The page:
Developed market international equities posted gains in the fourth quarter, thanks to a strong October rally that outweighed losses in November and December. Bargain-hunting investors flooded back into the equity market in October looking for underpriced or mispriced assets after the third-quarter sell-off. But by early November, investor optimism began to wane. Asian markets were very strong, with Japanese shares rising more than 9% in dollar terms, as third-quarter economic data showed that Japan narrowly avoided another recession. In the eurozone, stock returns for U.S. investors were milder, as a stronger dollar versus the euro reduced returns in dollar terms. Eurozone economic growth remained sluggish, and investors were disappointed that the European Central Bank's latest stimulus measures, which were announced in early December, were not as aggressive as expected.
The International Equity Index Fund returned 3.55% in the quarter compared with 4.95% for the FTSE All World Developed ex North America Index and 2.88% for the Lipper International Large-Cap Core Funds Average. For the 12 months ended December 31, 2015, the fund returned −0.74% versus −0.02% for the FTSE All World Developed ex North America Index and −3.39% for the Lipper International Large-Cap Core Funds Average. The fund's average annual total returns were −0.74%, 3.13%, and 2.99% for the 1-, 5-, and 10-year periods, respectively, as of December 31, 2015. The fund's expense ratio was 0.45% as of its fiscal year ended August 1, 2015.
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Current performance may be lower or higher than the quoted past performance, which cannot guarantee future results.
Share price, principal value, and return will vary and you may have a gain or loss when you sell your shares.
The International Equity Index Fund charges a 2%
redemption fee on shares held 90 days or less.
The performance information shown does not reflect the deduction of the redemption fee;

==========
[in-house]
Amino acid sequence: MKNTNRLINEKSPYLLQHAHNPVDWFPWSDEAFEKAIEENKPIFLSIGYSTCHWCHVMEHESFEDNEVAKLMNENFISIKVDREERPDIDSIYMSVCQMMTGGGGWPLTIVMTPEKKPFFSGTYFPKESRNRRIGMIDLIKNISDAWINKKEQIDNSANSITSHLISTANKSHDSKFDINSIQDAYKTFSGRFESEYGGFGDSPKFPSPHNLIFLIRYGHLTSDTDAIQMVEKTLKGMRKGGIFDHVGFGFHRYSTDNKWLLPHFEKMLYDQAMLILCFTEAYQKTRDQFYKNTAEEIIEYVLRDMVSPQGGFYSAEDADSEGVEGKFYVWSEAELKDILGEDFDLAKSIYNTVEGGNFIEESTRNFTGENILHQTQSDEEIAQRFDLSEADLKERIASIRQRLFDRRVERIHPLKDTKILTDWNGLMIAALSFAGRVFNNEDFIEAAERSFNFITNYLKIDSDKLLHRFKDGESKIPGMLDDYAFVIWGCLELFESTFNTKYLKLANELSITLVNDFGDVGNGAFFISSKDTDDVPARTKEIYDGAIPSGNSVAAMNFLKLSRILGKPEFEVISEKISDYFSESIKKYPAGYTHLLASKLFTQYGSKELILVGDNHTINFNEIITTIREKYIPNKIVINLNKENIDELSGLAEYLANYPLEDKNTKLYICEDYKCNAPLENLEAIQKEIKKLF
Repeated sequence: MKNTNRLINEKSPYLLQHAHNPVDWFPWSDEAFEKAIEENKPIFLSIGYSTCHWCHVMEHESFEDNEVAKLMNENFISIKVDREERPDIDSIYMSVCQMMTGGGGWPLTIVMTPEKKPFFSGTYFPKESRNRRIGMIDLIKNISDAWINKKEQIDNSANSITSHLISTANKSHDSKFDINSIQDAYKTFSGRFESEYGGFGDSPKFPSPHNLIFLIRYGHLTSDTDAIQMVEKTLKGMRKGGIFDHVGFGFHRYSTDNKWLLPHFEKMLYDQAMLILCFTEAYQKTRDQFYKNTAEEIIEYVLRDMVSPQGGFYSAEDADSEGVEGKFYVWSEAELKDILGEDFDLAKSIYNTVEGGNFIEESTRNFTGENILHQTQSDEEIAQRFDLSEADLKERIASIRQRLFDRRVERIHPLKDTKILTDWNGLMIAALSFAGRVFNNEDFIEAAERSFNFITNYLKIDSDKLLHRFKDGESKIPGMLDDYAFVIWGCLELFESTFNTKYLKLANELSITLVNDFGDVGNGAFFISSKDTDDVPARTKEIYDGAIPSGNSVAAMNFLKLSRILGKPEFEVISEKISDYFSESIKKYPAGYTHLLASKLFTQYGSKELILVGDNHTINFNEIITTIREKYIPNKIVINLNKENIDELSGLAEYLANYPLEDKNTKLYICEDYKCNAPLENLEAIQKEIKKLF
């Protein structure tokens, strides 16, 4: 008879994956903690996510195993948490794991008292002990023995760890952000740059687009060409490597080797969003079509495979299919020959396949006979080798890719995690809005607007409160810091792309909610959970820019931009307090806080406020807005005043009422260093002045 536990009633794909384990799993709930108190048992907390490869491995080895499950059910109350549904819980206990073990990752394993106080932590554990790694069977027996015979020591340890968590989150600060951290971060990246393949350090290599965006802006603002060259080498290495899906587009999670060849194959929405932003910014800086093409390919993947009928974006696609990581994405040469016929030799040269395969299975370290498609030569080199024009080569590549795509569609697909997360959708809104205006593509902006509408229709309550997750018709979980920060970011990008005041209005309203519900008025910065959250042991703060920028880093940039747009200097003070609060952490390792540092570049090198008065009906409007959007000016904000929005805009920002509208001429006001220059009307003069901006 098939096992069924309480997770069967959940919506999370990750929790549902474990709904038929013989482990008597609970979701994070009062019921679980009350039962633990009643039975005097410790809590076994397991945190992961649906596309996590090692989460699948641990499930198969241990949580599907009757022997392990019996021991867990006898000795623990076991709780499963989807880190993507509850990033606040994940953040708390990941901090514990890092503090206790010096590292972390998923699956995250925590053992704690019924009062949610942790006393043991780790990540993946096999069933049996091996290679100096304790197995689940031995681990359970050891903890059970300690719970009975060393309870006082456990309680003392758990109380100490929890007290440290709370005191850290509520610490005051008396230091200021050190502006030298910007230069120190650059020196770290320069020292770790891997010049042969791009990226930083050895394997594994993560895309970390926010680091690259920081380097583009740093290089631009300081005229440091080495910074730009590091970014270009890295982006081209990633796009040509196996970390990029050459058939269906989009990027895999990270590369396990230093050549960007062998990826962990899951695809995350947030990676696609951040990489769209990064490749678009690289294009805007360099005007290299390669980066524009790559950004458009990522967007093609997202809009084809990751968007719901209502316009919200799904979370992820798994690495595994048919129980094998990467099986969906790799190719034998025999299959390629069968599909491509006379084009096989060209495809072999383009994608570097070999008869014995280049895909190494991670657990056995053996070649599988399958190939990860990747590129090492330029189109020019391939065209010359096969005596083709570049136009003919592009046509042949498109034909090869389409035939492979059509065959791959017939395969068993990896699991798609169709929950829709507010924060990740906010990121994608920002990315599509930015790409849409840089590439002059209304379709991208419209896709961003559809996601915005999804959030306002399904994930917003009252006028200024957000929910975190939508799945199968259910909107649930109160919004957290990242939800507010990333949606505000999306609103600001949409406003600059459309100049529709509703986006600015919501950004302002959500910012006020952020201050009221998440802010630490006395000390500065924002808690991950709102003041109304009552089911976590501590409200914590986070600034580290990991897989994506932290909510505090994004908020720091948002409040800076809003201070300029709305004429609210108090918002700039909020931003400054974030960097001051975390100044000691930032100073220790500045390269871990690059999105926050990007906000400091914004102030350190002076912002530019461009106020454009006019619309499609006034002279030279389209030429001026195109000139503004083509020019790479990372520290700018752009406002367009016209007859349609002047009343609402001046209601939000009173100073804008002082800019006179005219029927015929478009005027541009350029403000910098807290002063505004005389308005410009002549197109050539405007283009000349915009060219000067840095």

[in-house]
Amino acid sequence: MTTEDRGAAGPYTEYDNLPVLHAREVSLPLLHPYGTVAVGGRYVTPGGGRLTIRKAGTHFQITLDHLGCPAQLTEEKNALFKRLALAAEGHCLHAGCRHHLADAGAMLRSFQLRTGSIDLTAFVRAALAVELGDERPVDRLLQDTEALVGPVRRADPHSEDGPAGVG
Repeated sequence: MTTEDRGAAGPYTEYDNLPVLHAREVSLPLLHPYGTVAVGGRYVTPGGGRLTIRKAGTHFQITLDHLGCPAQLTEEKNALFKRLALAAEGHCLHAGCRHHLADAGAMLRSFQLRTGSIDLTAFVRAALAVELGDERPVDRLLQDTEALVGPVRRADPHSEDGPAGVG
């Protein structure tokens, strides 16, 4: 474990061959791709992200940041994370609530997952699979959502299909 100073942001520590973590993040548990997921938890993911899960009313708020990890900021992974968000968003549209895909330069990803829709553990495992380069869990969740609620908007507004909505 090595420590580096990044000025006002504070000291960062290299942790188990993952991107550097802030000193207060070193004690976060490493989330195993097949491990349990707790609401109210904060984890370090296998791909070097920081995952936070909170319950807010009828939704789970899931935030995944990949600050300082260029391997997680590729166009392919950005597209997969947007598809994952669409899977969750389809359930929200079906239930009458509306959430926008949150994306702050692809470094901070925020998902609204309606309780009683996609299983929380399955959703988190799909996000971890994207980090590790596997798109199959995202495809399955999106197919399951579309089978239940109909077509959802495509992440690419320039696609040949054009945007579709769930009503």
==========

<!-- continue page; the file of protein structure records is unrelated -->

if it did, the performance would be lower.
The fund strives to match the performance of the FTSE All World Developed ex North America Index, which includes the major developed market countries in Europe and the Asia/Pacific region. We attempt to replicate the index by investing in stocks in proportion to their weighting in the index. Financials, consumer discretionary, and industrials and business services are the largest sectors of the fund and benchmark. All the sectors in the index produced positive results for the quarter. Information technology, industrials and business services, and telecommunications services recorded solid gains and outperformed the broader index. Under pressure from falling oil prices, the energy sector continued to underperform.
Our global economic growth expectations remain modest over the next several quarters. Signs of improvement in Europe are supported by aggressive quantitative easing (QE), lower energy costs, and an improving credit environment. Consumer spending is picking up, bank lending is reviving, and the weaker euro is helping offset the impact of the global commodity bust on exports. Although the Bank of Japan has also stepped up its QE measures to fuel economic growth and spur inflation, our outlook for Japanese equities remains subdued. Weak wage growth and the threat of deflation continue to weigh on the Japanese economy. While steps have been taken to improve corporate governance and shareholder returns, structural reforms to the economy have been slow to materialize.